That's not a typo. Cornwall Bridge is actually within the town of Cornwall Bridge. It carries Route 7 over the Housatonic, and is just a few miles south of West Cornwall Covered Bridge, the bridge from yesterday's post.
The Cornwall Bridge is a six span, open spandrel concrete arch bridge. It really sounds like I know what I'm talking about when I write that. It's a huge bridge, but crossing it by car, there is no clue as to its size or beauty. You have to stop the car and look over the side -- or drive down the steep hill past the tourist shop and the church and just be bedazzled.
So, lesson learned. If you're going to drive a couple of hours to get someplace beautiful, and you have a full slate of bridges to photograph as well as a hike, make sure you are _prepared_. I didn't prepare then.
Maybe lesson not learned. I rode my bike five miles in the wrong direction this morning because I didn't check my map carefully enough. Late for work, too.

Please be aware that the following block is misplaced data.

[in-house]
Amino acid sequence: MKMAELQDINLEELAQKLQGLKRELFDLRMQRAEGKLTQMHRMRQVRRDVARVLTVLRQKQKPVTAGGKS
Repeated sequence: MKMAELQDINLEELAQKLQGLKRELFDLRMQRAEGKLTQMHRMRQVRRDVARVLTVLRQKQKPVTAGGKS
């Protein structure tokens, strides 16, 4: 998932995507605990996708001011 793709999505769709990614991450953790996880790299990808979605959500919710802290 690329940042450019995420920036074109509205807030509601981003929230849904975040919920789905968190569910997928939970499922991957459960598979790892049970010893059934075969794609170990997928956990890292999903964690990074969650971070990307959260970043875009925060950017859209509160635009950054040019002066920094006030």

If you plan to visit the Cornwall Bridge in Cornwall Bridge, you can park at the foot of the bridge itself, as the creepy pickup truck with its lights on was doing in the second picture. What was up with that. Or, you can park up top at the trailhead to the Mohawk Trail. Which I did.
The Mohawk Trail climbs Breadloaf Mountain and joins at the summit to the Appalachian Trail. It's entirely possible to take the trail from here, all the way south to Bulls Bridge and then leave Connecticut at that point for New York, keep hiking, and come eventually to the Bear Mountain Suspension Bridge over the Hudson. I would love to do that someday -- just hike the Appalachian Trail for a few days.
This far south, the Berkshires aren't really a mountain range; more a series of tall hills, yet the hike is fairly strenuous. It's well marked, but don't expect the paths to be to the well-trod level of the ones up at Shenipsit State Park. The trail is steep and rocky and you will be grabbing at trees to help get up and back down again.
|Summit of Breadloaf Mountain|